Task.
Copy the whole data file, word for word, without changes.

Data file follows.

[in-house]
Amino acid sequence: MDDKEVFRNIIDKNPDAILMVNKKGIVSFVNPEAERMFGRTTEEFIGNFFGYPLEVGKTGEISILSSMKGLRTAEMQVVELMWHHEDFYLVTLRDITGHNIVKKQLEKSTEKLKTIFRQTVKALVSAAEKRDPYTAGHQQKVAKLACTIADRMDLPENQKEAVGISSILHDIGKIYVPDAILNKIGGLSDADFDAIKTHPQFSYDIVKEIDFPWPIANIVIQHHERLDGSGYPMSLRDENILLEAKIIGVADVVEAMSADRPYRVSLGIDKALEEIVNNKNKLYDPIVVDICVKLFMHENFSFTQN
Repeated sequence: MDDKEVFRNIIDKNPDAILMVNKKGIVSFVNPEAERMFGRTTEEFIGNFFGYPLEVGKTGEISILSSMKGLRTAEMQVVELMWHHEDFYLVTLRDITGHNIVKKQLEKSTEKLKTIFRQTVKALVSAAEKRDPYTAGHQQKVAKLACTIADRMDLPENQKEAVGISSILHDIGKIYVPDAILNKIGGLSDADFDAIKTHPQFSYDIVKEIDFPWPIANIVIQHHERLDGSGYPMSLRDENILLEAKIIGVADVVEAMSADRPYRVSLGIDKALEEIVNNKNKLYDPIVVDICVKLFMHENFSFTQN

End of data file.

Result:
[in-house]
Amino acid sequence: MDDKEVFRNIIDKNPDAILMVNKKGIVSFVNPEAERMFGRTTEEFIGNFFGYPLEVGKTGEISILSSMKGLRTAEMQVVELMWHHEDFYLVTLRDITGHNIVKKQLEKSTEKLKTIFRQTVKALVSAAEKRDPYTAGHQQKVAKLACTIADRMDLPENQKEAVGISSILHDIGKIYVPDAILNKIGGLSDADFDAIKTHPQFSYDIVKEIDFPWPIANIVIQHHERLDGSGYPMSLRDENILLEAKIIGVADVVEAMSADRPYRVSLGIDKALEEIVNNKNKLYDPIVVDICVKLFMHENFSFTQN
Repeated sequence: MDDKEVFRNIIDKNPDAILMVNKKGIVSFVNPEAERMFGRTTEEFIGNFFGYPLEVGKTGEISILSSMKGLRTAEMQVVELMWHHEDFYLVTLRDITGHNIVKKQLEKSTEKLKTIFRQTVKALVSAAEKRDPYTAGHQQKVAKLACTIADRMDLPENQKEAVGISSILHDIGKIYVPDAILNKIGGLSDADFDAIKTHPQFSYDIVKEIDFPWPIANIVIQHHERLDGSGYPMSLRDENILLEAKIIGVADVVEAMSADRPYRVSLGIDKALEEIVNNKNKLYDPIVVDICVKLFMHENFSFTQN